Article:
Das, S, Markowitz, H & Scheid, J 2010, “Portfolio Optimization with Mental Accounts”, Journal of Financial and Quantitative Analysis, Vol. 45, no. 1, pp 311-334.

Dyson, J 2003, Finance for Non-Financial Managers, Thomson Learning, Belmont.

Dyson, J 2004, Accounting for Non-Accounting Students, Prentice Hall, London.

Eliezer, F & Shivdasani, A 2005, “Are busy boards effective monitors?”, Journal of Finance, Vol. 3, no. 2 pp 77-85.

Ferris, S, Murali, J & Pritchard C 2003, “Too busy to mind the business? Monitoring by directors with board appointments”, Journal of Finance, Vol. 63, no.1, pp 1087-1111.

Hurst, C 2007, Social Inequality, Pearson Education, Boston.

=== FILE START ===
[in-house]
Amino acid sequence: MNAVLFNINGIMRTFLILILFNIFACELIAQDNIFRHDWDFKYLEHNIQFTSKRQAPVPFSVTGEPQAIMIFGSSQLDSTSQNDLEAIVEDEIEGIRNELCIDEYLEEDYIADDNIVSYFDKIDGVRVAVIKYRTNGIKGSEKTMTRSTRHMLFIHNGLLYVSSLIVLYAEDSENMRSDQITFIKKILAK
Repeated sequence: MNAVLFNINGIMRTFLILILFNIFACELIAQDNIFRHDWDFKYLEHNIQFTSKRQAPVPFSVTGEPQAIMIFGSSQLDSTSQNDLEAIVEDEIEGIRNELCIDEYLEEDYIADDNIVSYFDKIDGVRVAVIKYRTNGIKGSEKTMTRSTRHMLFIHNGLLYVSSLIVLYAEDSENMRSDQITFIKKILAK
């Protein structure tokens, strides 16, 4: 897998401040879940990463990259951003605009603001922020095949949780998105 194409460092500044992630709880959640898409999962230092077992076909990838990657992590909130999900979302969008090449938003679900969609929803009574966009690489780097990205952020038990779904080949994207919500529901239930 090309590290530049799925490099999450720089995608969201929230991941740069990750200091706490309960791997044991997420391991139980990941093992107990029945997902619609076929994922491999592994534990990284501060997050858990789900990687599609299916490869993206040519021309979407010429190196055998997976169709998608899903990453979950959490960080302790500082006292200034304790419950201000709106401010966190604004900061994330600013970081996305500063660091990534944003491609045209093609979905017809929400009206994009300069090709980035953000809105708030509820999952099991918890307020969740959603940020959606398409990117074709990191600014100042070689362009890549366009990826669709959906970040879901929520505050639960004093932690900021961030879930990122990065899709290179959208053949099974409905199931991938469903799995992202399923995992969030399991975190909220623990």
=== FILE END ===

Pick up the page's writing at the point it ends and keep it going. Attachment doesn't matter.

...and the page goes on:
Jones, M 2002, Accounting for Non-Specialists, Wiley & Son, New York.

Nenova, T 2003, “The value of corporate voting rights and control: A cross-country analysis”, Journal of Financial Economics, Vol. 68, no. 3, pp 325-351.

Raghuram, R & Zingales, L 2003, “The great reversals: the politics of financial development in the twentieth century”, Journal of Finance Economics, Vol. 2, no. 2, pp 123-126.

Wittner, P 2003, The European Generics Outlook: A Country-by-Country Analysis of Developing Market Opportunities and Revenue Defense Strategies, Datamonitor, London.

Wood, J 2005, Gendered Lives, Thomson Learning, Belmont.